The US chemical industry appears to have turned a corner as two new reports suggest that the worst effects of the recession may be over and recovery is starting. According to the reports, credit is starting to flow again as companies reported better operating results in the second half of 2009 and restocking is taking place among downstream chemicals users, boosting sales.
A report by financial services business Standard & Poor’s states that while many companies reported earnings that were down on last year, operating results have been improving. Standard & Poor’s, which rates businesses, including chemicals, based on a range of metrics, said that in 2009 the number of ratings downgrades exceeded upgrades by 28 to 11. However, the 2009 figure masks the recent reversal in US chemical company fortunes. In H1 2009 the number of downgrades for US chemical firms exceeded upgrades by 25 to three, while in H2 2009 there were eight upgrades to three downgrades. The report’s authors suggest that this result is due to stabilisation of the credit market.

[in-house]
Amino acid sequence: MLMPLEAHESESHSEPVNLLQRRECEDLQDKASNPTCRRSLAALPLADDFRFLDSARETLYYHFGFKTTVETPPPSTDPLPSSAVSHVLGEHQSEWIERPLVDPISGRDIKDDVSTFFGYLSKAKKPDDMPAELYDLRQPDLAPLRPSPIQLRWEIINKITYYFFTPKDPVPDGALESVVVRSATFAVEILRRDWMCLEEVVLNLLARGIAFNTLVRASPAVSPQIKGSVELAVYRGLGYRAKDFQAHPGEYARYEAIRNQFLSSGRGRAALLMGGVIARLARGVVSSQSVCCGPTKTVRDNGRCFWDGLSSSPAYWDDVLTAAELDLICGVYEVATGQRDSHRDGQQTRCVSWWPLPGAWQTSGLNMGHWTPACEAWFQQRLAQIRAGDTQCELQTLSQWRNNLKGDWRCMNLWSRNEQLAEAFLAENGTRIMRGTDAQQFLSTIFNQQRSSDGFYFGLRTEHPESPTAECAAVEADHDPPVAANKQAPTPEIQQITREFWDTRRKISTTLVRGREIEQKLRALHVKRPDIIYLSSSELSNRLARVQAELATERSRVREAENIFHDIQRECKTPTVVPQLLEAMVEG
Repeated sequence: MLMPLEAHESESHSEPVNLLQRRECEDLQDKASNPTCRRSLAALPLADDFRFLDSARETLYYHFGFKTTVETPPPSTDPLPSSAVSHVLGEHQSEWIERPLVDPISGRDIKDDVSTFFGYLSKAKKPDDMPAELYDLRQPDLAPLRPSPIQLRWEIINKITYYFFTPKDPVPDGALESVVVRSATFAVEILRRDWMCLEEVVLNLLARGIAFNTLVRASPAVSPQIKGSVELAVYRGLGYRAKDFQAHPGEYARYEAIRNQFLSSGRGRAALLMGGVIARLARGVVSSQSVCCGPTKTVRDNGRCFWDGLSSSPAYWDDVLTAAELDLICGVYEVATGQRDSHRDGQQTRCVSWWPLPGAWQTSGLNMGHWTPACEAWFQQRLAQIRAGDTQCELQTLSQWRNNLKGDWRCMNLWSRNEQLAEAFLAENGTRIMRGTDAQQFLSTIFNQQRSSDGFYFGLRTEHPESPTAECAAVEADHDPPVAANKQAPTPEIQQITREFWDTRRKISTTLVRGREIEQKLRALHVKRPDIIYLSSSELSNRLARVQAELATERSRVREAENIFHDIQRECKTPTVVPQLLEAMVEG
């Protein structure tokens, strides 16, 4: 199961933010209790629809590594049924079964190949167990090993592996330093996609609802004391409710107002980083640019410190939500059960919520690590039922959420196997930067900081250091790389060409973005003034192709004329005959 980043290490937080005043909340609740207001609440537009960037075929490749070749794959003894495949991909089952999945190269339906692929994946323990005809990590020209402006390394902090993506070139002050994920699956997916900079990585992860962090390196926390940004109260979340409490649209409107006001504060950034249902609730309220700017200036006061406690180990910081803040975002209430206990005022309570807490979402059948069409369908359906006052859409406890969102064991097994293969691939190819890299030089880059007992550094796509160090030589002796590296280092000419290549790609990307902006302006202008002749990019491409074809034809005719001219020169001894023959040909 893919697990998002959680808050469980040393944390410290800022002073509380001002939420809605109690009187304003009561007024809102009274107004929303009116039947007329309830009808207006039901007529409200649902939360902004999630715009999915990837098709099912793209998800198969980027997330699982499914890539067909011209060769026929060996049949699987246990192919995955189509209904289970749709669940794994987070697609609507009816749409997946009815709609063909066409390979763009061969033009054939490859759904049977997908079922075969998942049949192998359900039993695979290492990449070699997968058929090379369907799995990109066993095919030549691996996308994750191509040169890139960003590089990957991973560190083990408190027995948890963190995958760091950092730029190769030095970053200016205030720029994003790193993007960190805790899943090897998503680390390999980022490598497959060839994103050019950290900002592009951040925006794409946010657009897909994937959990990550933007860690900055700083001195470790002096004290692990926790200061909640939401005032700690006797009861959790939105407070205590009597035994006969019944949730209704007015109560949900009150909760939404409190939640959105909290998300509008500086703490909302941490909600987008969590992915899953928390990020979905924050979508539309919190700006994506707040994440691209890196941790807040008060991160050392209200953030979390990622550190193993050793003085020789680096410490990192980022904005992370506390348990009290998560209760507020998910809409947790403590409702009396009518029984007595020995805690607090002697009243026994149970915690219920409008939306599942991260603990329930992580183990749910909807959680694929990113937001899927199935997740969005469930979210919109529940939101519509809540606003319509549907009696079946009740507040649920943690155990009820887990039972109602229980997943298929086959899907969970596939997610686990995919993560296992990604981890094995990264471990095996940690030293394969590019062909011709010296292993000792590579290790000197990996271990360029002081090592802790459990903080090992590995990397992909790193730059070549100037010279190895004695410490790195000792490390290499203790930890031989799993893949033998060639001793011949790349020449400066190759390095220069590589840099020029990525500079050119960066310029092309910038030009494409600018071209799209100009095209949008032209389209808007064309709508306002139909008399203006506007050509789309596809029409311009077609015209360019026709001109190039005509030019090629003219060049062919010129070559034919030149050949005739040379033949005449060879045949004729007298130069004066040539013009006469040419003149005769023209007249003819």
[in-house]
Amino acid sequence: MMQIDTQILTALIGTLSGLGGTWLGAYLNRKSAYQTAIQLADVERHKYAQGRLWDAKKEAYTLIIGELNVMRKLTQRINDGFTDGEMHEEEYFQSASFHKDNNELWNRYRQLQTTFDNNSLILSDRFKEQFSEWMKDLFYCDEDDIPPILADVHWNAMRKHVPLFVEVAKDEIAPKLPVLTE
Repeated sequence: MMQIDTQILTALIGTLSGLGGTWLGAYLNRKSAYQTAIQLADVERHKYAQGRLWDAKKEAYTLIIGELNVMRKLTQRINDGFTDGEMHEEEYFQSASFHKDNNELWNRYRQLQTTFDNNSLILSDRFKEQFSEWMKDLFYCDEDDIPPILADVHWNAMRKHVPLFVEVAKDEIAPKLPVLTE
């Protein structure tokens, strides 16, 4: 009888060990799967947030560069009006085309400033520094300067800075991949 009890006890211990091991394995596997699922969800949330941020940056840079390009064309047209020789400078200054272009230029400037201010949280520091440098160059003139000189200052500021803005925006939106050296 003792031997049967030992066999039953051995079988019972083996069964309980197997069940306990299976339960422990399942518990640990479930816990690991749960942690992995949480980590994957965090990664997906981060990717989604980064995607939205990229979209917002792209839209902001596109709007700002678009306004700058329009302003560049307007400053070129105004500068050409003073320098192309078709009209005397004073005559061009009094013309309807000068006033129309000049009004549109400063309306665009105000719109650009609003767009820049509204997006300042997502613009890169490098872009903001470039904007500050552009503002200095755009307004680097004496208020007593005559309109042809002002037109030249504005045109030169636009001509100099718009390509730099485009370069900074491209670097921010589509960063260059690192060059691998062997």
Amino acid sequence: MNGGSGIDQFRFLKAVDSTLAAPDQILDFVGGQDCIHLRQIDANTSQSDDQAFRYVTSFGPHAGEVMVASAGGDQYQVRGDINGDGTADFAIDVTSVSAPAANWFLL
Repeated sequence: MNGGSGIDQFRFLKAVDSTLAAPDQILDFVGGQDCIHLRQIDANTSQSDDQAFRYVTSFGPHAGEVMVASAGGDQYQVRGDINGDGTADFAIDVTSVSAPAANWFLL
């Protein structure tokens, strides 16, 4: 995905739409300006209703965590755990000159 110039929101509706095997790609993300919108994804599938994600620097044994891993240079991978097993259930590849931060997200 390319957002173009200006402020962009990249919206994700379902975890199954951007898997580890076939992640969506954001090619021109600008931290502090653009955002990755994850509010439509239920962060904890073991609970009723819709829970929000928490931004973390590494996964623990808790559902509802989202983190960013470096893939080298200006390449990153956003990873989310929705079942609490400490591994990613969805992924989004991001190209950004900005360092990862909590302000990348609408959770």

‘We believe that current economic conditions are unlikely to challenge any rated investment-grade issuers,’ says Kyle Loughlin, chemicals analyst at Standard & Poor’s. He adds that, therefore, any changes in chemical company ratings this year is more likely to be the result of specific events – particularly if M&A activity picks up again.
An economic trends report from the American Chemistry Council (ACC) also suggests that there are some reasons to hope that the worst may be over for the US chemicals sector. The report states that output points to an industry in recovery and that in some sectors, such as polymers, the recovery was so strong in H2 2009 that production may even be up, compared with 2008. The ACC report notes that chemical transport by rail is one of the best indicators of how industry is faring; recent figures show that activity is up 6.2% year-on-year.